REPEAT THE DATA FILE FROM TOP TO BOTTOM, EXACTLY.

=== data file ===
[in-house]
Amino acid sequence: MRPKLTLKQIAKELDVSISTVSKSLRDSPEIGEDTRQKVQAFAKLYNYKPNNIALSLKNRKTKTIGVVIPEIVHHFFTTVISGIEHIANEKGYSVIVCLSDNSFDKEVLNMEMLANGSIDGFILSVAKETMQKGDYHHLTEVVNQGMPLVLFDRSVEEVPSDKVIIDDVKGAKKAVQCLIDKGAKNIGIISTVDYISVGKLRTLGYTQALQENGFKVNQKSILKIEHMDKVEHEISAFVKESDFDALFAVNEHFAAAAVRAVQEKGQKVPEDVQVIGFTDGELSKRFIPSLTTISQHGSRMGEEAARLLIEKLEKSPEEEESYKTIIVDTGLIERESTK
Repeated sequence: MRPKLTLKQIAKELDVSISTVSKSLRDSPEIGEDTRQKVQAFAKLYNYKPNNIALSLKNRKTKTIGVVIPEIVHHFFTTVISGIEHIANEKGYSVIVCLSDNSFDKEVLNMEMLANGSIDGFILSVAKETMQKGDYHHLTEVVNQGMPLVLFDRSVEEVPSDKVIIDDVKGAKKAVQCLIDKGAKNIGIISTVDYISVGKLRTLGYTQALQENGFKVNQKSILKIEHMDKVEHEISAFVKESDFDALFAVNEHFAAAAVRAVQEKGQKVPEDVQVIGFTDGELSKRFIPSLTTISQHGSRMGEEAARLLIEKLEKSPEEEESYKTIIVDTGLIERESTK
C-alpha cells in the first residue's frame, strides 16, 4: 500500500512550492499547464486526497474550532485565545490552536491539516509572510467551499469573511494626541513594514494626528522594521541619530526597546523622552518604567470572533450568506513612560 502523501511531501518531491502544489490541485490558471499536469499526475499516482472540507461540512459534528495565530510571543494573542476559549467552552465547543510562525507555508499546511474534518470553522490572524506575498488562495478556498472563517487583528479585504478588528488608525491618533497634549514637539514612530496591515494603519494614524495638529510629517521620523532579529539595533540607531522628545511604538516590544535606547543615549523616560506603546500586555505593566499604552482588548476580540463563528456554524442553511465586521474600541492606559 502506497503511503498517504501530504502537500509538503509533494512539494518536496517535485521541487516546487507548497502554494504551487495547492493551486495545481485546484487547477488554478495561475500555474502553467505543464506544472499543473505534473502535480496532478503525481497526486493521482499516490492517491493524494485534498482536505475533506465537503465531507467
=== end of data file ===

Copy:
[in-house]
Amino acid sequence: MRPKLTLKQIAKELDVSISTVSKSLRDSPEIGEDTRQKVQAFAKLYNYKPNNIALSLKNRKTKTIGVVIPEIVHHFFTTVISGIEHIANEKGYSVIVCLSDNSFDKEVLNMEMLANGSIDGFILSVAKETMQKGDYHHLTEVVNQGMPLVLFDRSVEEVPSDKVIIDDVKGAKKAVQCLIDKGAKNIGIISTVDYISVGKLRTLGYTQALQENGFKVNQKSILKIEHMDKVEHEISAFVKESDFDALFAVNEHFAAAAVRAVQEKGQKVPEDVQVIGFTDGELSKRFIPSLTTISQHGSRMGEEAARLLIEKLEKSPEEEESYKTIIVDTGLIERESTK
Repeated sequence: MRPKLTLKQIAKELDVSISTVSKSLRDSPEIGEDTRQKVQAFAKLYNYKPNNIALSLKNRKTKTIGVVIPEIVHHFFTTVISGIEHIANEKGYSVIVCLSDNSFDKEVLNMEMLANGSIDGFILSVAKETMQKGDYHHLTEVVNQGMPLVLFDRSVEEVPSDKVIIDDVKGAKKAVQCLIDKGAKNIGIISTVDYISVGKLRTLGYTQALQENGFKVNQKSILKIEHMDKVEHEISAFVKESDFDALFAVNEHFAAAAVRAVQEKGQKVPEDVQVIGFTDGELSKRFIPSLTTISQHGSRMGEEAARLLIEKLEKSPEEEESYKTIIVDTGLIERESTK
C-alpha cells in the first residue's frame, strides 16, 4: 500500500512550492499547464486526497474550532485565545490552536491539516509572510467551499469573511494626541513594514494626528522594521541619530526597546523622552518604567470572533450568506513612560 502523501511531501518531491502544489490541485490558471499536469499526475499516482472540507461540512459534528495565530510571543494573542476559549467552552465547543510562525507555508499546511474534518470553522490572524506575498488562495478556498472563517487583528479585504478588528488608525491618533497634549514637539514612530496591515494603519494614524495638529510629517521620523532579529539595533540607531522628545511604538516590544535606547543615549523616560506603546500586555505593566499604552482588548476580540463563528456554524442553511465586521474600541492606559 502506497503511503498517504501530504502537500509538503509533494512539494518536496517535485521541487516546487507548497502554494504551487495547492493551486495545481485546484487547477488554478495561475500555474502553467505543464506544472499543473505534473502535480496532478503525481497526486493521482499516490492517491493524494485534498482536505475533506465537503465531507467